Whose money is it anyway?

If you are a sole trader or a partnership, the money in your business bank account belongs to you.  Of course, you still have people that you owe money to – like HMRC and your suppliers, who will expect you to pay them first.  If you’re in a partnership, you might want to square it away with your partner too as it doesn’t tend to go down very well if they find the cupboard unexpectedly bare.

This is because there is no legal separation between you and your business.  You have unlimited, personal liability for the business’s debts and its duties of care.  If you weren’t aware of this, it is time to think carefully about whether you have enough insurance in place.  You might also want to think about incorporating (becoming a company).  It is also essential to understand that you are taxed on the basis of your business profits, NOT the cash in the bank.  It makes no odds whether your customer has paid you or whether you have paid your suppliers – your accounts should be prepared on an accruals (rather than a cash) basis, meaning that income and expenditure must be matched according to time and trading activity.

If you trade via a limited company, then none of this applies to you.  Any money in the bank belongs to the company.  It is NOT yours.  You have absolutely no right to just help yourself when your personal account is running a bit low.   There are only 4 ways that you can take money out of the company bank account without applying for a fast-pass to HM Prison Ford.

The 4 ways to extract funds from a limited company are:

  1. Salary
  2. Reimbursement of expenses
  3. Dividends
  4. Loans

 

Salary must be processed via a PAYE payroll scheme and reported to HMRC in accordance with the Real Time Information rules.  The company then pays over your income tax and National Insurance directly to HMRC on your behalf.  You can choose the frequency of your payroll but you must submit a Full Payment Submission to HMRC on or before the date that the funds are paid out to the employee (even if you own the company).

If you pay for a business expense from personal funds like a credit card, or claim mileage for business expenses, you can reclaim that money from the company and there are no tax consequences for either party.  The company can even claim the VAT back subject to the normal rules such as having a valid VAT receipt.  Please note the important word in the first sentence – business.  You can’t bung a private expense through the business.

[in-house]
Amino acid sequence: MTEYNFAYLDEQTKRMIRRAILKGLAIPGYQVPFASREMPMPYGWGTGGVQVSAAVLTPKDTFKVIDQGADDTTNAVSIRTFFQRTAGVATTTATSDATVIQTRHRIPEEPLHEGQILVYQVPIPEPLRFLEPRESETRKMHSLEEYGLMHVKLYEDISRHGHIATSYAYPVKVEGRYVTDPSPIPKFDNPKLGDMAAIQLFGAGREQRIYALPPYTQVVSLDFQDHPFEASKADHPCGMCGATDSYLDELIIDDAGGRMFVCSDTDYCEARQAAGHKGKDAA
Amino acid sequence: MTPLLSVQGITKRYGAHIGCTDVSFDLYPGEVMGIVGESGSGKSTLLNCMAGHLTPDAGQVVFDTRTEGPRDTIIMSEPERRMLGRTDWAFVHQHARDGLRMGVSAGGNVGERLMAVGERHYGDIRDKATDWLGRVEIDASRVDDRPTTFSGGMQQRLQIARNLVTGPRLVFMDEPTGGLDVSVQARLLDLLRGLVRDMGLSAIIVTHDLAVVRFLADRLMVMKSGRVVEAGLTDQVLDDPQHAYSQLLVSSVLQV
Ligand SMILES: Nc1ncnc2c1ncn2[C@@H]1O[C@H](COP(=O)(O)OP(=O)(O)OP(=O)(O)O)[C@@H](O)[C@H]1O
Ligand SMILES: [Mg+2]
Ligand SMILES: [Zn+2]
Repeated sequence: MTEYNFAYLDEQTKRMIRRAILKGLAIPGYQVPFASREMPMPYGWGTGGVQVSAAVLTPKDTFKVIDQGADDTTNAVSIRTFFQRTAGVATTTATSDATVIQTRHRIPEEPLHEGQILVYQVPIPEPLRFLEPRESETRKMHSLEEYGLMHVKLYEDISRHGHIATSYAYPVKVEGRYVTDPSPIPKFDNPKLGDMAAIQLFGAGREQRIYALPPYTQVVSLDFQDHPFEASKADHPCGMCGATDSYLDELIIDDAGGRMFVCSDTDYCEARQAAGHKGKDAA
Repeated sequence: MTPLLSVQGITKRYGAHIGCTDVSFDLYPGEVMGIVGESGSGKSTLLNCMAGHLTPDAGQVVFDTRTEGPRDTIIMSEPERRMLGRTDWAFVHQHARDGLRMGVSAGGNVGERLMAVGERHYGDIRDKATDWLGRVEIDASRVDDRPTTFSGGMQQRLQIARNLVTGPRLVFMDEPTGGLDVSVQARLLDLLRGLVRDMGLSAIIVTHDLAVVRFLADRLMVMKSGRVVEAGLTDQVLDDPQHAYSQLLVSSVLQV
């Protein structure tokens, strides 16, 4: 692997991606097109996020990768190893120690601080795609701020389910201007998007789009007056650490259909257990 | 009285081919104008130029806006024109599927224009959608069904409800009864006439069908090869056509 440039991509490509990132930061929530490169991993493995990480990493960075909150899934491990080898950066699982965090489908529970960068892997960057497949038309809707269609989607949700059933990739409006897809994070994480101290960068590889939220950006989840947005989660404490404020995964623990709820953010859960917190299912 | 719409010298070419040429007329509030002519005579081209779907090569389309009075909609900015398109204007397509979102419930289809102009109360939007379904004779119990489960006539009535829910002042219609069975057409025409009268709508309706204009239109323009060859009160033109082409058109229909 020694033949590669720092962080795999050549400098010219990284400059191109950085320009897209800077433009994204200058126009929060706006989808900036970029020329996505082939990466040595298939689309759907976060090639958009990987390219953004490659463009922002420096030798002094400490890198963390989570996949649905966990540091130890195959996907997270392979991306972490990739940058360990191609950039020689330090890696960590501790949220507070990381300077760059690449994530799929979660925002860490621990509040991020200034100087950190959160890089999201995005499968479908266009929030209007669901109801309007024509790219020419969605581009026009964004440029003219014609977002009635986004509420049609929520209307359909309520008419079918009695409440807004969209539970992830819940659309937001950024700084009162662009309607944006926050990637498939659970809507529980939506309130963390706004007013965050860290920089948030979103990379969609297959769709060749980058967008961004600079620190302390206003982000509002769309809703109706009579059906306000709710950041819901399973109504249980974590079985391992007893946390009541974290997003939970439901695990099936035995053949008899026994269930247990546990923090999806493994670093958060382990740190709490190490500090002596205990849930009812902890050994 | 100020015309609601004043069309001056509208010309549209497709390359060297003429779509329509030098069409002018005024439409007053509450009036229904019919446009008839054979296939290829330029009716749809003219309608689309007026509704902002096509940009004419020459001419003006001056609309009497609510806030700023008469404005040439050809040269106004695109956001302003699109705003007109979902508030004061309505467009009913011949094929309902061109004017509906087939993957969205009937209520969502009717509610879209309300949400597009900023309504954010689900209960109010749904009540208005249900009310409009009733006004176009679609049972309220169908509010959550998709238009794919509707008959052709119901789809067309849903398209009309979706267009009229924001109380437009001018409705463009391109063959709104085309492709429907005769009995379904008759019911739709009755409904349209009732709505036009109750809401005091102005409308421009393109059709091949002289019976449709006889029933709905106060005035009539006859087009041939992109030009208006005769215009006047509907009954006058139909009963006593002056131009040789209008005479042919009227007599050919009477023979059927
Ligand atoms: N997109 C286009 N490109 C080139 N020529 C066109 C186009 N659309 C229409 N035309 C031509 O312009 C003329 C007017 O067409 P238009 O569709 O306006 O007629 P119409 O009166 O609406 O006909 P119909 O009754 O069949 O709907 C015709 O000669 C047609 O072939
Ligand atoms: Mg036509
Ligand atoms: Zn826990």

If you are also a shareholder, you can also withdraw dividends as a reward for your investment.  Broadly, the rule is that you must have sufficient distributable reserves to declare 100% of the dividend, even if a shareholder waives their right.  There is a process that must be followed to make a dividend “legal” meaning that it complies with Companies Act and satisfies HMRC’s criteria.  This includes calculating distributable reserves and preparing the appropriate company secretarial documents e.g. a board minute.  Ensuring that you follow the correct process is important because you wouldn’t want anyone to question whether a dividend should actually treated as employment income or a loan – neither of those options are appealing alternatives from a tax perspective.

Finally, and importantly, we come to loans.  Due to the potential abuse of loans as a way of taking money out of a business without paying any tax, there are significant anti-avoidance provisions.  There is specific legislation for loans that go over £10,000 at any point in the year and where a loan of any value remains outstanding 9 months after the company’s year-end.  If your loan exceeds £10,000 at any point, you will either have to pay the company interest at a market rate or pay income tax because a tax-free loan constitutes a benefit-in-kind.  The loan also needs to be documented officially by the company.  If there is a loan outstanding 9 months after the company’s year-end, the company will be liable for a 32.5% penalty tax commonly known as “section 455” (due to its number in the Corporation Tax Act 2010).  The company can recover this penalty tax but only when it files its next corporation tax return meaning that these funds are locked away for at least 12 months.

A loan is not just where you withdraw cash out of a bank account.  If the company settles a personal debt or pays for a personal expense e.g. mortgage payment, this is also a loan.

Experience has shown us two major learning points for our clients.  Firstly, this is a major adjustment for sole traders/partners when they move to trading as a limited company; it requires discipline and planning so this is an area where we provide support and advice.  It also means that some people are just not well-suited to life as a limited company and should stay as they are – nothing wrong with this, horses for courses and all that.  Secondly, without careful monitoring, the rules can trip up a lot of companies and leave them with a sizeable and unexpected tax bill.  But it doesn’t have to be this way.  We help clients by creating a tailored, extraction policy to pay down the loan before the penalty arises.

If you would like advice on any of the points covered, please contact us for a confidential conversation.

About the Author
Carolyn Burchell trained with the UK’s top firm of accountants, qualifying as a Chartered Accountant in 1996. Carolyn moved into industry in 1997 working on a number of commercial projects and managing Treasury and Credit functions before taking a career break to have a family. In 2009, Carolyn decided to enter into the stringent Chartered Institute of Taxation examination programme, qualifying as a Chartered Tax Adviser in 2012.

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